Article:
Book Review: AUTONOMOUS (2017)

Figure 1 – Annalee Newitz (2008-Wikipedia)

I first heard about this book and its author when I got an email from a local publicist asking if I could let Vancouver fandom know that she (Ms. Newitz) would be reading in Vancouver on the 15th of this month. Well, I’m always happy to oblige—besides, I get free review books; what’s not to like? But I like to know what I’m pushing (that’s deliberate, but you’ll have to read the book—or at least my review—to know why), so I started looking it up. My response was that I would be happy to, but I’d like an ARC (Advance Reading Copy) so I could see the book for myself.

Annalee Newitz is the tech-culture editor at Ars Technica, founded i09, and was formerly the editor-in-chief of tech site Gizmodo. She’s got a Ph.D., and has written one non-fiction book; plus, she’s been published in a lot of prestigious publications. So she definitely knows her stuff.
On the ARC’s cover, Autonomous is described by Neal Stephenson as being “to biotech and AI what Neuromancer was to the internet.” Heady praise indeed! And on the back of the ARC, William Gibson himself (author of Neuromancer, as if you didn’t already know) is quoted as saying the book was “something genuinely and thrillingly new”!

Figure 2 – Autonomous Cover – Design by Will Staehle

So it was with genuine and thrilling trepidation that I cracked this ARC—and was hooked on it from the first couple of pages. Now here’s where I’m going to have to be circumspect in my description of the book’s content. Although they don’t bother me a lot, I’m told that many people—including my wife, the Lovely and Talented Lynne Taylor Fahnestalk—dislike spoilers intensely. So I will talk about the book without giving away too much about what happens.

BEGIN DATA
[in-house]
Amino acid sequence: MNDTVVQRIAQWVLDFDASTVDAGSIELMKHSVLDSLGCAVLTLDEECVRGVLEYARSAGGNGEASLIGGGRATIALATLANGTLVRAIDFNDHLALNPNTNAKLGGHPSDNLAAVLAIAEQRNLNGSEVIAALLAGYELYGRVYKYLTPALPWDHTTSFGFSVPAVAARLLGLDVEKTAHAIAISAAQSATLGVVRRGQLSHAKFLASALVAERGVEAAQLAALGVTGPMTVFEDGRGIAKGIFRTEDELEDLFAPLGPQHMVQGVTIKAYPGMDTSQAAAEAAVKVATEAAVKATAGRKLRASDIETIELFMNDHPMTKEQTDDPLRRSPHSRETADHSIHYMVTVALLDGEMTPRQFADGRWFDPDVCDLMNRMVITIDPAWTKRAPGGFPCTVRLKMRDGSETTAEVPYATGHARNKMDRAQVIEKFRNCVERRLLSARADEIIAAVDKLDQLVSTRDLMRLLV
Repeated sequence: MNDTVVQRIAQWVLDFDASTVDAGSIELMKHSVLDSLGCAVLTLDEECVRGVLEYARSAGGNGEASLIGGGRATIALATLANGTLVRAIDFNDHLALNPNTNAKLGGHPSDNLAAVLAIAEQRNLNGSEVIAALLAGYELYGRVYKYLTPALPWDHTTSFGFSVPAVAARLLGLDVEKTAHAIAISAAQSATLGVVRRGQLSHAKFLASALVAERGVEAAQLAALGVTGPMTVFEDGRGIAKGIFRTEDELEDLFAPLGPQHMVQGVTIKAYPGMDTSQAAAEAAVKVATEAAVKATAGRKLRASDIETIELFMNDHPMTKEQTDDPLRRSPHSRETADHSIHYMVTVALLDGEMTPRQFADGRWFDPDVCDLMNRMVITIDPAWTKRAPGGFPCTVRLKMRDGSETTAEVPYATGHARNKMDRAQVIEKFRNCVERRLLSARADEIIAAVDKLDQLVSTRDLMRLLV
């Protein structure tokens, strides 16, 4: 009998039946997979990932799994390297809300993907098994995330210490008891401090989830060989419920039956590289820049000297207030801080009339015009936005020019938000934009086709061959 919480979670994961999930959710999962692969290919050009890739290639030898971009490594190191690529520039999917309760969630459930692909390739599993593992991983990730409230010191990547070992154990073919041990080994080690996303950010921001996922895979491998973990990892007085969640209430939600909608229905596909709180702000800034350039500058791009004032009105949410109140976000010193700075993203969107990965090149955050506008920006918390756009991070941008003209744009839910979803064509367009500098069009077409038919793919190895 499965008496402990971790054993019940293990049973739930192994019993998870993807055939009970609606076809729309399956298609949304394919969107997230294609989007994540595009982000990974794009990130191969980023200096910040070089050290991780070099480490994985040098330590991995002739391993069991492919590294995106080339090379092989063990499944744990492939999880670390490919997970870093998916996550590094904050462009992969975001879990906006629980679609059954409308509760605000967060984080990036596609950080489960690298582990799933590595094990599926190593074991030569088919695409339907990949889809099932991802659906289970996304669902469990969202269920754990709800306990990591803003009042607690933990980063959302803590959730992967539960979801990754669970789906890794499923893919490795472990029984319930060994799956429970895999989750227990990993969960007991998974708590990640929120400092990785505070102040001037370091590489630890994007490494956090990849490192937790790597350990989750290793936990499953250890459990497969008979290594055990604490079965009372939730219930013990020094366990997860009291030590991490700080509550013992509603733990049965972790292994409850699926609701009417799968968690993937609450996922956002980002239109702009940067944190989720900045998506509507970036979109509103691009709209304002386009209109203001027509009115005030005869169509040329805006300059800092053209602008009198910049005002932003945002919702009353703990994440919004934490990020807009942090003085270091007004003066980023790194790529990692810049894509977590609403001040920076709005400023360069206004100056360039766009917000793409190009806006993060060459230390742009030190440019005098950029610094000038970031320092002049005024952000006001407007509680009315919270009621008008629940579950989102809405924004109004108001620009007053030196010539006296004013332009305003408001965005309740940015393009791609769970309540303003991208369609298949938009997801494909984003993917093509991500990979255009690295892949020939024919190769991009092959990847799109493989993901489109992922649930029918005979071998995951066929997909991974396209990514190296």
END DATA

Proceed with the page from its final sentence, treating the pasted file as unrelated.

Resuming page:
The year is 2144, and Judith (“Jack”) Chen is a biotech pirate. In a time after global disasters have totally changed the face of—for example—Africa; a time where the human genome is not only sequenced, but nearly understood; a time where anyone can write gene-altering viruses and sequences in commercial or underground labs, nearly any biotech that could be profitable is owned by a few large conglomerates or cartels. There are some governmental limits on what can be produced, but thanks to the African Federation, which has fewer limits than the Northern Zone (what used to be Canada and part of the Northern USA), the Euro Zone, or Shenzen, people are not only enthusiastically making gene mods for (to) humans, plants and animals, but are also enthusiastically using those mods. Biotech is Big Business.

There are conspiracy theorists today who think that Big Pharm actually has and conceals cures (or alleviations) for cancer and other deadly diseases and human ills; in this book it’s a known fact. But these cures are available to anyone with the right amount of cash; not only cures for things like cancer, but also hereditary diseases and many others. But here’s the rub… most people can’t afford them. In fact, most people—people like you and me—are poor enough not only to indenture themselves for years, but also to indenture their offspring even at birth so as to get paid against their future earnings.

And that’s where Jack and other biotech pirates (considered “terrorists” by the IPC) come in; they reverse engineer genetech and distribute the substitute drugs for free or cheap in places like the Free Zone. They are subject to imprisonment or death. If that’s what this book was about, it would be a new thing indeed, and Jack’s struggles against this future “establishment” would be thrilling enough to carry the book.

But here’s the thing: AI is a well-established thing in this future. There are tens of thousands of bots around the world, some of which have earned autonomy and are their own “person.” One of the characters in this book is a bot named Paladin, an ex-military model, who (I use the pronoun deliberately) has a human brain in his abdomen. Paladin is partnered with—and subject to the control of—a human named Eliasz, who is tracking Jack with the aim of either imprisoning her or killing her and her junior partner, a human youngster named “Threezed.”